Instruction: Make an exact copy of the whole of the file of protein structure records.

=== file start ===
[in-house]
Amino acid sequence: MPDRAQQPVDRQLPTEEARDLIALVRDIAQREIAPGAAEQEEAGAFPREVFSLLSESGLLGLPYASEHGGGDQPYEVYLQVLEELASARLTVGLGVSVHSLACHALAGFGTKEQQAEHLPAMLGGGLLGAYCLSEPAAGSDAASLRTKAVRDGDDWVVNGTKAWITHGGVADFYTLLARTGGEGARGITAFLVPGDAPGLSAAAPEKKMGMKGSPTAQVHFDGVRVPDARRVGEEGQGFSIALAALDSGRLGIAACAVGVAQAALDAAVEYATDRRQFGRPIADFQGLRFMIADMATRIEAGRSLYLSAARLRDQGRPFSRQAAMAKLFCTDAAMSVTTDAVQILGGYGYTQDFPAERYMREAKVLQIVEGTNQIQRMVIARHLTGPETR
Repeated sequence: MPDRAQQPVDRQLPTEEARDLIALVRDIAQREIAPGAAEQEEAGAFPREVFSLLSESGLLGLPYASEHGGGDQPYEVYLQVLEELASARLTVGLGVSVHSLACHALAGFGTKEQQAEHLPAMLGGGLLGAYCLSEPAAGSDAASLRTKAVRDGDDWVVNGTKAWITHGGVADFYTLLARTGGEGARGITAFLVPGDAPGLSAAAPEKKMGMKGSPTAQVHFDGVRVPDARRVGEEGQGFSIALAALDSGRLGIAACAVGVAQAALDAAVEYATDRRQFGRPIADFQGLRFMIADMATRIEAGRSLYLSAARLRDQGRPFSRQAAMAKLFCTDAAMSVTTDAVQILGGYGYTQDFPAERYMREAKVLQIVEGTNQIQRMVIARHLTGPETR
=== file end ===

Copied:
[in-house]
Amino acid sequence: MPDRAQQPVDRQLPTEEARDLIALVRDIAQREIAPGAAEQEEAGAFPREVFSLLSESGLLGLPYASEHGGGDQPYEVYLQVLEELASARLTVGLGVSVHSLACHALAGFGTKEQQAEHLPAMLGGGLLGAYCLSEPAAGSDAASLRTKAVRDGDDWVVNGTKAWITHGGVADFYTLLARTGGEGARGITAFLVPGDAPGLSAAAPEKKMGMKGSPTAQVHFDGVRVPDARRVGEEGQGFSIALAALDSGRLGIAACAVGVAQAALDAAVEYATDRRQFGRPIADFQGLRFMIADMATRIEAGRSLYLSAARLRDQGRPFSRQAAMAKLFCTDAAMSVTTDAVQILGGYGYTQDFPAERYMREAKVLQIVEGTNQIQRMVIARHLTGPETR
Repeated sequence: MPDRAQQPVDRQLPTEEARDLIALVRDIAQREIAPGAAEQEEAGAFPREVFSLLSESGLLGLPYASEHGGGDQPYEVYLQVLEELASARLTVGLGVSVHSLACHALAGFGTKEQQAEHLPAMLGGGLLGAYCLSEPAAGSDAASLRTKAVRDGDDWVVNGTKAWITHGGVADFYTLLARTGGEGARGITAFLVPGDAPGLSAAAPEKKMGMKGSPTAQVHFDGVRVPDARRVGEEGQGFSIALAALDSGRLGIAACAVGVAQAALDAAVEYATDRRQFGRPIADFQGLRFMIADMATRIEAGRSLYLSAARLRDQGRPFSRQAAMAKLFCTDAAMSVTTDAVQILGGYGYTQDFPAERYMREAKVLQIVEGTNQIQRMVIARHLTGPETR